We interviewed Queer Eye's Karamo Brown! Here's what he had to say.
So when I got an email asking if I wanted to interview Queer Eye's Culture Expert Karamo Brown, I
casually and cooley said yes got tears in my eyes and replied with an email that had more exclamation points than is professionally appropriate.
Karamo Brown is a television show host, activist, parent of two and the author of two books: Karamo: My Story of Embracing Purpose, Healing, and Hope and I Am Perfectly Designed. Before his work in television, he had extensive experience as a licensed social worker and psychotherapist, skills we see him share with every guest on Queer Eye.
When I was presented with the opportunity to interview Karamo, there were no less than 2,000 questions I wanted to ask him (primarily, "WHY ARE YOU SO AMAZING?"). Ultimately though, we decided to talk about setting boundaries; what they are, why they are so important and how to go about setting boundaries as part of our self-care.
Plus, we learned about a super exciting project he's been working on, that airs tonight!
Here's what Karamo Brown told us about setting boundaries as part of self-care:
How is establishing boundaries part of self-care, especially for parents? What might some examples of boundary-setting look like for you?
Brown: Personally, I've struggled with taking time for myself for a very long time. I spend so much time giving back and investing in others, but what I've learned is that I have to carve out space for myself, too. I have to make sure that my cup is full before I can try to pour into anyone else's cup.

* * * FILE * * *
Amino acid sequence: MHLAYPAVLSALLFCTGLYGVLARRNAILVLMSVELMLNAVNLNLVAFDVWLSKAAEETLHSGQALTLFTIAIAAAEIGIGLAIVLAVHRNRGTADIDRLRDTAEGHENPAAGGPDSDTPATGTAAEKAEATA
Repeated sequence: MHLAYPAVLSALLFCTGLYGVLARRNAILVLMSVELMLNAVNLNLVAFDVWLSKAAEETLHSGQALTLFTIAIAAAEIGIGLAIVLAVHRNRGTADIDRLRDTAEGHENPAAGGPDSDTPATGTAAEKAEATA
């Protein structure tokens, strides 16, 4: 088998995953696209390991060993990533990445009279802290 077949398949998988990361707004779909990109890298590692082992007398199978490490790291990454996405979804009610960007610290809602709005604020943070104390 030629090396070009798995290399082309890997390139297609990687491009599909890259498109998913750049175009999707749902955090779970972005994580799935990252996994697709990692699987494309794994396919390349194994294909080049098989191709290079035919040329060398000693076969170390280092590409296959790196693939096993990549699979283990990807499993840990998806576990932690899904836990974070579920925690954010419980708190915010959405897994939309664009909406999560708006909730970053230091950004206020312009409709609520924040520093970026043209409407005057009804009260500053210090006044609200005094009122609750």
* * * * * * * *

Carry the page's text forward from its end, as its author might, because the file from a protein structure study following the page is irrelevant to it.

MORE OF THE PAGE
For myself, I set alarms on my phone that go off throughout the day and say "hey, this is a time for you to evaluate how you are taking care of yourself, or if you need to reevaluate the boundaries with the people in your life." These alarms go off every single day, at 10 am, 12:30ish, 3 pm. Having these little moments and reminders to take care of myself and set boundaries helps me throughout the day. As a person who has a job and is a parent, I need to take that time for me. The phone alarms help me release that guilt of setting boundaries that I used to have, especially with my kids.
I think sometimes when we hear the word boundaries, we think of them in a negative way. Can you please share some insight that will help people feel less guilty about creating boundaries, especially with the people they love the most?
Brown: Having a relationship with no boundaries is like driving through traffic with no stop signs—it's reckless. You have to help people understand when to go, stop, slow down, and when they can turn left or right. The only way they can know that is if you set healthy boundaries and communicate your needs with them in a way they can understand and respect.
What advice would you share for someone who has a family member/friend who continues to disrespect the boundaries they have set?
Brown: Before you can set a boundary, you have to be clear on why you're setting it—when people ignore or step over our boundaries it's usually because we aren't clear with them on what that boundary means to us.